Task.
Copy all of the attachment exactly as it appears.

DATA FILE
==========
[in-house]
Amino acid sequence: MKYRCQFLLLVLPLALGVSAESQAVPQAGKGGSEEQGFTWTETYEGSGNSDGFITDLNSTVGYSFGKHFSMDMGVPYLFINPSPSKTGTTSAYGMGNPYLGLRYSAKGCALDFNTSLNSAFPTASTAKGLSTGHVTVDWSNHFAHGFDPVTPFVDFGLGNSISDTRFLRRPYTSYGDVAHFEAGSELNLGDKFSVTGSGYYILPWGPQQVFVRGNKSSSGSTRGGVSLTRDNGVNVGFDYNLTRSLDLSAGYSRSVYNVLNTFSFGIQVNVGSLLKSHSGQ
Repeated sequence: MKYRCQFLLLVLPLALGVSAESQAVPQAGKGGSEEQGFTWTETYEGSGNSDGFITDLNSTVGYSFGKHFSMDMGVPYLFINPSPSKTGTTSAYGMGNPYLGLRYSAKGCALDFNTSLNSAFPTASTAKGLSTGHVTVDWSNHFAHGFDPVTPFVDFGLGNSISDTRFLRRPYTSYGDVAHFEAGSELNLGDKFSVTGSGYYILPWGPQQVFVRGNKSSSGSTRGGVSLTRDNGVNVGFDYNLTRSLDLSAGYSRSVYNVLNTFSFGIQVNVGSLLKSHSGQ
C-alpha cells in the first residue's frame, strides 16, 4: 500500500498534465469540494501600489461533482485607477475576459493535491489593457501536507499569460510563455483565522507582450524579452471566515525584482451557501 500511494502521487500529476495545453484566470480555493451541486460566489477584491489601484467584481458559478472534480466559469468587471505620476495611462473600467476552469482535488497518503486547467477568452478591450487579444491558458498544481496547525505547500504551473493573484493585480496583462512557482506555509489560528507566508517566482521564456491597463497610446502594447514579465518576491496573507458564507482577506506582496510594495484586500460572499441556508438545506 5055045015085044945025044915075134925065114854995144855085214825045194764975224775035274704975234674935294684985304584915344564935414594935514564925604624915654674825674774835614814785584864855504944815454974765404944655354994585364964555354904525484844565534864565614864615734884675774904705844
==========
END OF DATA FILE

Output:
[in-house]
Amino acid sequence: MKYRCQFLLLVLPLALGVSAESQAVPQAGKGGSEEQGFTWTETYEGSGNSDGFITDLNSTVGYSFGKHFSMDMGVPYLFINPSPSKTGTTSAYGMGNPYLGLRYSAKGCALDFNTSLNSAFPTASTAKGLSTGHVTVDWSNHFAHGFDPVTPFVDFGLGNSISDTRFLRRPYTSYGDVAHFEAGSELNLGDKFSVTGSGYYILPWGPQQVFVRGNKSSSGSTRGGVSLTRDNGVNVGFDYNLTRSLDLSAGYSRSVYNVLNTFSFGIQVNVGSLLKSHSGQ
Repeated sequence: MKYRCQFLLLVLPLALGVSAESQAVPQAGKGGSEEQGFTWTETYEGSGNSDGFITDLNSTVGYSFGKHFSMDMGVPYLFINPSPSKTGTTSAYGMGNPYLGLRYSAKGCALDFNTSLNSAFPTASTAKGLSTGHVTVDWSNHFAHGFDPVTPFVDFGLGNSISDTRFLRRPYTSYGDVAHFEAGSELNLGDKFSVTGSGYYILPWGPQQVFVRGNKSSSGSTRGGVSLTRDNGVNVGFDYNLTRSLDLSAGYSRSVYNVLNTFSFGIQVNVGSLLKSHSGQ
C-alpha cells in the first residue's frame, strides 16, 4: 500500500498534465469540494501600489461533482485607477475576459493535491489593457501536507499569460510563455483565522507582450524579452471566515525584482451557501 500511494502521487500529476495545453484566470480555493451541486460566489477584491489601484467584481458559478472534480466559469468587471505620476495611462473600467476552469482535488497518503486547467477568452478591450487579444491558458498544481496547525505547500504551473493573484493585480496583462512557482506555509489560528507566508517566482521564456491597463497610446502594447514579465518576491496573507458564507482577506506582496510594495484586500460572499441556508438545506 5055045015085044945025044915075134925065114854995144855085214825045194764975224775035274704975234674935294684985304584915344564935414594935514564925604624915654674825674774835614814785584864855504944815454974765404944655354994585364964555354904525484844565534864565614864615734884675774904705844